28 November 2019 | OPINION
Leading members of the Jewish community, including religiously observant figures, have, for 3 or 4 weeks now, been looking for a well-recognised person to publicly speak out against the current Labour Party. And this week it came, with maximum publicity and a solid blow to Jeremy Corbyn, just two weeks before the General Election.
This wasn’t easy for the Chief Rabbi to do. To those who know Rabbi Ephraim Mirvis, he is an extremely thoughtful and articulate individual with the highest level of understanding and general knowledge of current events. Rabbi Mirvis would have given careful consideration to the consequences of his words in his article for The Times, but with his wisdom, he felt he had no choice but to speak up for the overwhelming number of British Jews who are deeply concerned about a Labour government – even a minority one.
The backlash, especially on social media, was rife with hatred and attacks on those ‘undermining’ their leader. Some asked “where is the evidence?”, while others insisted “it’s just a co-ordinated campaign to oust Corbyn”. Yet more opined that “it’s all lies”.
Even the Jewish Labour Movement have said there are over a hundred outstanding anti-Semitic cases within Labour still to be dealt with.
The bullying of mostly non-Jewish staff at Labour HQ, according to the BBC Panorama show, was astonishing – as were the attempts to cover it up. These were staff members who were leaned upon and harangued, so they would ignore cases such as Labour members blatantly questioning the Holocaust or saying that Jews had too much influence over the government, the media and the economy.
Labour said in response that anti-Semitism incidents accounted for only 0.1% of the Labour party membership and that Labour would guarantee security for the Jewish community and defend and support its way of life. But this figure of 0.1% is simply ridiculous.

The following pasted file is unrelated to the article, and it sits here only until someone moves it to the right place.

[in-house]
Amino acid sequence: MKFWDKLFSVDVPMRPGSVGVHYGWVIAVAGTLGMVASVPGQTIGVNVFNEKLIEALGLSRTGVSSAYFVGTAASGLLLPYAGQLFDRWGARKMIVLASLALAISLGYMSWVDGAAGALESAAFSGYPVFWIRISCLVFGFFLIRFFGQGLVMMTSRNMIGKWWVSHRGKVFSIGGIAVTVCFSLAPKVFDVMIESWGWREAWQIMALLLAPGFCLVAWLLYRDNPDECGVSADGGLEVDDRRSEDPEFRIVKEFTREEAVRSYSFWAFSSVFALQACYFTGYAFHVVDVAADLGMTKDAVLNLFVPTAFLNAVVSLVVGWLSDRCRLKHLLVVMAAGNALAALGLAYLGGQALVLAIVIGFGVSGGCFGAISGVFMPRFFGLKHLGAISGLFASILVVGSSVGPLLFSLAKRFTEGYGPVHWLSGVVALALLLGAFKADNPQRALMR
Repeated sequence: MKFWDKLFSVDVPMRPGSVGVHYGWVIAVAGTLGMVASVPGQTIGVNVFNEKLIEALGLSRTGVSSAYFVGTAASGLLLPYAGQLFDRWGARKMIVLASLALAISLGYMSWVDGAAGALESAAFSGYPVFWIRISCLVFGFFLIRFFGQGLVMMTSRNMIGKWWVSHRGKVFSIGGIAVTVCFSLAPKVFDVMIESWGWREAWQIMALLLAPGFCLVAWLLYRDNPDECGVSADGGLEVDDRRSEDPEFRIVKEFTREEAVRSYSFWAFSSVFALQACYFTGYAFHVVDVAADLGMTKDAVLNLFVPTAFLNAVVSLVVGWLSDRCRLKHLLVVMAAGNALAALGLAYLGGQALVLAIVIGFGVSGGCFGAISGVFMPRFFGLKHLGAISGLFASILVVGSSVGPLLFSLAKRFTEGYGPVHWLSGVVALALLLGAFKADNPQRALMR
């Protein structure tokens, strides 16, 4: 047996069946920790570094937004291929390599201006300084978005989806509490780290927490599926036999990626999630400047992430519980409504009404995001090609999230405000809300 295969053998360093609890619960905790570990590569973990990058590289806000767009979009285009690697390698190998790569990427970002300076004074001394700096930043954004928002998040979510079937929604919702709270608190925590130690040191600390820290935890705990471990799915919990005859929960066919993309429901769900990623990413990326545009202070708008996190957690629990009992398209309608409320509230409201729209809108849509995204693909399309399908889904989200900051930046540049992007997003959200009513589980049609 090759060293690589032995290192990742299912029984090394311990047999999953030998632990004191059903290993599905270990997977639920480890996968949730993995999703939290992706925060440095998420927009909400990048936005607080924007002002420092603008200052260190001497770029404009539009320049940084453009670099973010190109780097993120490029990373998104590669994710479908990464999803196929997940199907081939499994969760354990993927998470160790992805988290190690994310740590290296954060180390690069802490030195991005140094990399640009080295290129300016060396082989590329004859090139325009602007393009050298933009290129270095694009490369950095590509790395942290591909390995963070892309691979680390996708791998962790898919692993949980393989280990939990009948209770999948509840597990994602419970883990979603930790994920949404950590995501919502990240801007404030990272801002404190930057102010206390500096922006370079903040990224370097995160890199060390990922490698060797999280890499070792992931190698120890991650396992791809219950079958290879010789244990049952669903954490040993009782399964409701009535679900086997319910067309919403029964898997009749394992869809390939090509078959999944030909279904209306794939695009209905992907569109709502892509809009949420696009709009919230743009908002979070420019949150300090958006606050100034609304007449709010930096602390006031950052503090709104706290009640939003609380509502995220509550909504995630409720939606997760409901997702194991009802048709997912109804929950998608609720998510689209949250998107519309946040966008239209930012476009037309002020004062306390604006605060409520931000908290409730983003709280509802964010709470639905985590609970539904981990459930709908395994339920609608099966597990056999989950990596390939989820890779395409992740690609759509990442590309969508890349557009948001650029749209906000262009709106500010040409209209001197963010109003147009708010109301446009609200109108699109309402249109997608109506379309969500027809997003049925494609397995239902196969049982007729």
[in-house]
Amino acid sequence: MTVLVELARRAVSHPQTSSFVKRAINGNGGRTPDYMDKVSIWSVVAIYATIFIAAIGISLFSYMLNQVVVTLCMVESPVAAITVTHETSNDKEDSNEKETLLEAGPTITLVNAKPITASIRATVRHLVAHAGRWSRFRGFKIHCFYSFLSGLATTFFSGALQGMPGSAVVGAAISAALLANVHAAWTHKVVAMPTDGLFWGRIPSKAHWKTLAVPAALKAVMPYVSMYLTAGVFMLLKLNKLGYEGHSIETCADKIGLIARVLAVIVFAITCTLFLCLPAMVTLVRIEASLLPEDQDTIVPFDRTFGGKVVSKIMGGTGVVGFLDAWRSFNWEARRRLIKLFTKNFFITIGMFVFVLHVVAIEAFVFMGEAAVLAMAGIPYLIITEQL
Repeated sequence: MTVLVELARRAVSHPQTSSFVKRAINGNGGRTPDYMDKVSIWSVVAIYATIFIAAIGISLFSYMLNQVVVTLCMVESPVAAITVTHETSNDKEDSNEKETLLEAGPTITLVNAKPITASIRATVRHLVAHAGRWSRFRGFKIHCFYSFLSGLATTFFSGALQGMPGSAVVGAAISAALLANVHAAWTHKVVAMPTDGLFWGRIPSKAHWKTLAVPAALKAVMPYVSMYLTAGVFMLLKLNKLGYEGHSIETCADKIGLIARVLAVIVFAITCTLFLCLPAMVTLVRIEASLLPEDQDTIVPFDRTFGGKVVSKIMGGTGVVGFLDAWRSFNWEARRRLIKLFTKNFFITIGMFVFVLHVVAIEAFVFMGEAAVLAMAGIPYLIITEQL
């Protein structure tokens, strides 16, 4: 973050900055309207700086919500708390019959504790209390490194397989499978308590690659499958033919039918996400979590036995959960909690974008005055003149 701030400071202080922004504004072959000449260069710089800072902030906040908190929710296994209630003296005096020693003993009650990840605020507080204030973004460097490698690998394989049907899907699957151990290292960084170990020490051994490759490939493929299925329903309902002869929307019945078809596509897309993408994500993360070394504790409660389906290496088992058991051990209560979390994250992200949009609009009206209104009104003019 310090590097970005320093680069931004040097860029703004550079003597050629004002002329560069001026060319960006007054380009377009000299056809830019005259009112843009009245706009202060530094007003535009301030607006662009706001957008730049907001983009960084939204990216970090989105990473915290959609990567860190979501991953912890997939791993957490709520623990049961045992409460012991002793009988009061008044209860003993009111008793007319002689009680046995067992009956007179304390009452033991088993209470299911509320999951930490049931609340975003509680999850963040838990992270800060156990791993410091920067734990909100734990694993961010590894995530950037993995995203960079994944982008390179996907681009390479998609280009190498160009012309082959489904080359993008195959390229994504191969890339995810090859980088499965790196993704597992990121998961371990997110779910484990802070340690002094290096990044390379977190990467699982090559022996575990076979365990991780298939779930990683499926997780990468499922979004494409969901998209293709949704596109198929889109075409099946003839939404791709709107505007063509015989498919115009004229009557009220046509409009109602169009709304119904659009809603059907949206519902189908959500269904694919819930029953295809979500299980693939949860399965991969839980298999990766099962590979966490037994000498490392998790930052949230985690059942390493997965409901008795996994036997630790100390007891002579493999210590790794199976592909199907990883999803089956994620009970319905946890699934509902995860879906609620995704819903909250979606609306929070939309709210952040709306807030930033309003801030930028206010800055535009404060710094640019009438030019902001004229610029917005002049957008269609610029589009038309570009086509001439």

When Jeremy Corbyn became leader in 2015, he allowed a large spate of anti-Semitism to flourish, and it has since grown like a huge cancer. Even Margaret Hodge, who is standing for re-election to become Labour MP for Barking, said this week that anti-Semitism within Labour had got worse in this past year.
If anti-Semitism has grown so significantly within Labour and Jeremy Corbyn is only the opposition leader at this time, how much worse could it be if he became Prime Minister?
Corbyn’s repeated insistence that he and the party are tackling anti-Semitism is not true. If there are over a hundred outstanding cases, then clearly, Labour are dragging their feet and feel there is absolutely no urgency – yet still, the Labour leader refuses to take responsibility. Have we forgotten how Jewish (and non-Jewish) MPs were hounded out of the Labour Party under Corbyn over the anti-Semitism crisis?
This is what makes the Jewish community nervous and this is why the Chief Rabbi felt compelled to speak out against Her Majesty’s Opposition. It is not scare-mongering or stoking the coals of fear. Rabbi Mirvis carefully considered all aspects of his words and they do reflect the anxiety within the community. We therefore need to fully support the Chief Rabbi.